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Comment: Re:TNSTAAFL (Score 1) 272 272

Telling people that nationalizing the system is going to result in shitty service held for ransom by its operators sells the idea pretty well, since it's the same as what they have now, modulo a chance to throw out the management every 4 years. Why not point out the market participants who are providing something better?

Comment: Re:Only for consumers (Score 1) 301 301

Canada has had a music private copying levy since just before Sweden's (mid-1998), as a result of the same intellectual property treaty I think, but it only covers kinds of media that are mainly used for private copying of music (e.g. not DVD blanks, hard drives, flash storage, etc.) and it only applies to removable media (e.g. not iPods). And proceeds are distributed based on purchase statistics (e.g. Soundscan), not just tastemakers' preferences.

I'm not sure what the multinational record companies were expecting for all the crocodile tears they cried in the press about artists losing out because of copying. But what they got in Canada was mainly 15% of a 21 cent per CD-R levy, with the other 85% going to performers and songwriters, and in return for that, private copying of music was now legal.

I bought a bulk pack of CD-Rs, including the new tax, and a couple of CD cases to put my new music in, and started to cope with the new economic reality. =)

There have been some changes in the record industry:
- they are making an effort to understand their market
- they are more careful what they wish for

Comment: To sum up (Score 1) 144 144

I've never used Uber before as I haven't needed a cab anywhere Uber operates. I assumed that I would try it at some point in the future, but now I guess not.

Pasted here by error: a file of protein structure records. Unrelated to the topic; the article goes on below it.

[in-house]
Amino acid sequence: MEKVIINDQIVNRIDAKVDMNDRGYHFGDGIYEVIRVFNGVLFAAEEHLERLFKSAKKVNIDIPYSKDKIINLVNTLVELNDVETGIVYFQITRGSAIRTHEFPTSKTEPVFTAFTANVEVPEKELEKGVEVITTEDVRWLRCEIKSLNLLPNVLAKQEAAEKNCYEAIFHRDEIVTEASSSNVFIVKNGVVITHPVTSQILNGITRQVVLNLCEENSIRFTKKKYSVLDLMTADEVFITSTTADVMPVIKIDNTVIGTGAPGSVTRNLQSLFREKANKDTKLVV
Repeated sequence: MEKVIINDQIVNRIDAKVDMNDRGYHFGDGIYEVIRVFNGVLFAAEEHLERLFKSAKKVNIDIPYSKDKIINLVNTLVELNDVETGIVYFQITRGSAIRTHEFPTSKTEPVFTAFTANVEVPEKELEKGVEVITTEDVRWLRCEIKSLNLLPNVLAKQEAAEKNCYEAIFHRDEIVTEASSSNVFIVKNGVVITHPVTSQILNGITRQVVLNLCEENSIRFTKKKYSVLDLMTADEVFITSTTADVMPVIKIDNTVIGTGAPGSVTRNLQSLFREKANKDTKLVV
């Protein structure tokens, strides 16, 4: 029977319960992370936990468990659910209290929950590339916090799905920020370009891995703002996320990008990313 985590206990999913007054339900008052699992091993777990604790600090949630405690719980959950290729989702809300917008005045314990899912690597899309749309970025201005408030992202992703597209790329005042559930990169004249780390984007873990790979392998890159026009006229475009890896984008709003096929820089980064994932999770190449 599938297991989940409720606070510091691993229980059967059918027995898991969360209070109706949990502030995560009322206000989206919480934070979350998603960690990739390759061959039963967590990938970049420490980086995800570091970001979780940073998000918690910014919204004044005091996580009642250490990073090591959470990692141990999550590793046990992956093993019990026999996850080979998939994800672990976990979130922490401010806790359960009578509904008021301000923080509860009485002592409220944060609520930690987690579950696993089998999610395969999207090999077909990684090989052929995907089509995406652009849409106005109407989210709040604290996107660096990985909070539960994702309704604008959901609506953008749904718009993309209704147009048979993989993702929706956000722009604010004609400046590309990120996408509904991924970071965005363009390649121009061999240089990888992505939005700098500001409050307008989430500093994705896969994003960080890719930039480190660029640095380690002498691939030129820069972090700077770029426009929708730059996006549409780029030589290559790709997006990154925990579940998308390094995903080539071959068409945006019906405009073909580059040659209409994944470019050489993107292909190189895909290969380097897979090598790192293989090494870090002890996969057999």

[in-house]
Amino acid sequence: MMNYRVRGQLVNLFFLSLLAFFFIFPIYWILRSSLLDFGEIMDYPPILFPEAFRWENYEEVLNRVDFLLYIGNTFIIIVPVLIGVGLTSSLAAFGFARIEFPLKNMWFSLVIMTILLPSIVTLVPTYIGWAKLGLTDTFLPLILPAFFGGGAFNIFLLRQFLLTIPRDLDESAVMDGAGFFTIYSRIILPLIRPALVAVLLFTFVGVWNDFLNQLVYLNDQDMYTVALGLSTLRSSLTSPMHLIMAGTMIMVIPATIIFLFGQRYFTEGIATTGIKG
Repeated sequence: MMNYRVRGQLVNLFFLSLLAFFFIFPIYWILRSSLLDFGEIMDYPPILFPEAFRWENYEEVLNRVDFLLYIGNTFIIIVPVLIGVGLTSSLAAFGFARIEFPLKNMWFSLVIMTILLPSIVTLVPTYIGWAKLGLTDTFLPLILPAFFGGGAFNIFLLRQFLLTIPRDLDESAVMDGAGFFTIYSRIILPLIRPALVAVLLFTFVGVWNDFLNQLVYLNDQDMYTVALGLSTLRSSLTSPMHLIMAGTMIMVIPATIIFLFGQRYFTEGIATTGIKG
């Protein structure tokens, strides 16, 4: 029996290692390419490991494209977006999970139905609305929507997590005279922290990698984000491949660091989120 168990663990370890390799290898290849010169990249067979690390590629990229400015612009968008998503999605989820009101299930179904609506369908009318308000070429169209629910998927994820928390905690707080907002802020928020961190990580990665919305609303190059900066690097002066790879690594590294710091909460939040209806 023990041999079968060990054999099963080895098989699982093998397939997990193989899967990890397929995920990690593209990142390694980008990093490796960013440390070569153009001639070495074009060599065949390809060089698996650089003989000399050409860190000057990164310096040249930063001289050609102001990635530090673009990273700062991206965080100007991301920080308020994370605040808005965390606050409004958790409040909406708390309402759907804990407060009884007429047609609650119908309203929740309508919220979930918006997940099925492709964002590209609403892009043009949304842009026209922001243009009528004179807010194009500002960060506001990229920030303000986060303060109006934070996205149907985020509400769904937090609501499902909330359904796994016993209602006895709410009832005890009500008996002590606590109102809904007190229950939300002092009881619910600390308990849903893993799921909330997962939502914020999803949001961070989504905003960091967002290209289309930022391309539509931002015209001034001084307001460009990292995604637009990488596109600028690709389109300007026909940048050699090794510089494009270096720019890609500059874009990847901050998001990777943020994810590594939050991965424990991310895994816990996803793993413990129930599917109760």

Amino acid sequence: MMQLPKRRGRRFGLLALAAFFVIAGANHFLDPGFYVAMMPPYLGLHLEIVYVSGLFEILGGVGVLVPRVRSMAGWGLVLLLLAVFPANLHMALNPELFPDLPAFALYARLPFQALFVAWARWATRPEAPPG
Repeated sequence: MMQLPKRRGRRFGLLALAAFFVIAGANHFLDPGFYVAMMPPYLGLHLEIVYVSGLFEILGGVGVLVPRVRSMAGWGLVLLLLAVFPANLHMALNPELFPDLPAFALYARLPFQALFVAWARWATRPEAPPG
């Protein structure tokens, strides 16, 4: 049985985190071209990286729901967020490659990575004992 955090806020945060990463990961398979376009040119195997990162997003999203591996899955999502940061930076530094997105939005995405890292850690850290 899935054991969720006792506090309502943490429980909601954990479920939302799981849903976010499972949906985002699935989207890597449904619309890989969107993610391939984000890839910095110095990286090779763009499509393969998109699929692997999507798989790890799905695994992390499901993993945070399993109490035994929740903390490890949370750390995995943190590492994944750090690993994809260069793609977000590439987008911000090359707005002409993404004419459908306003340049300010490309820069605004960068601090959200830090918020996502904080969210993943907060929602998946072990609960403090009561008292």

Maybe they'll get enough new customers through friends and family that they don't need customers who don't want theirs to be harassed.

Comment: TIL about wiretapping without wires (Score 4, Informative) 104 104

I always assumed that the exception to anti-wiretapping laws for pen registers was some kind of case law.

But not only is 18 USC 3121 is a specific law about pen registers, looking at 18 USC 3127 and the definitions that are incorporated from 18 USC 2510 , it's clearly intended to include radio communications.

For radio that's "readily accessible to the general public" the interception and disclosure rules have an exception, as you might expect, but no sign of that sort of thing in this pen register law.

Cool.

Comment: Re:sudo bash (Score 2) 300 300

It's because some people take such things way too seriously. I would suggest that you try each one and compare the resulting environment variable values, and then choose whichever best suits your purpose. And to trolls who find 'sudo su -' shocking, exactly which resulting difference are you concerned about? I'm curious.

Comment: specifics plz, mr. chen (Score 1) 307 307

"Netflix, which has forcefully advocated for carrier neutrality, has discriminated against BlackBerry customers by refusing to make its streaming movie service available to them." In what way have they done this, Mr. Chen? What is it you want them to do?

Can I not download the Netflix Android app on a BlackBerry device with the Android app compatibility? Is there some issue with the DRM that prevents the app from working?

Is there something in the Netflix app license terms that prevents BlackBerry customers from using the app? Is that different in some way than tying / tied-selling, which is restricted by law in many places?

Do you want Netflix to make a native port of their app for the BlackBerry OS? Do you figure that the increase in subscriptions will make it worth Netflix's while to do this port? If not, do you want to pay the cost of it, or do you want Netflix to bear it? Netflix (the company) is 14 years old. In 2001, when RIM was 14 years old, if it was busy on a compulsory project to port BBM to every mobile platform that wanted it, would that be better or worse?

+ - BlackBerry sues Ryan Seacrest's Typo over 'iconic' keyboard design->

alphadogg writes: BlackBerry, in an effort to protect one of its key designs, has filed a copyright infringement suit against a company co-founded by Ryan Seacrest that makes a keyboard case for the iPhone.
On Friday the struggling smartphone maker filed a lawsuit against Typo Products LLC, a company that makes a slip-on keyboard designed to fit the iPhone 5 and 5S. The company, which is based in Los Angeles, was founded by entrepreneur Laurence Hallier and television personality Ryan Seacrest. The company's flagship product, the "Typo Keyboard," was conceived to make typing on the iPhone quicker and less prone to typos.

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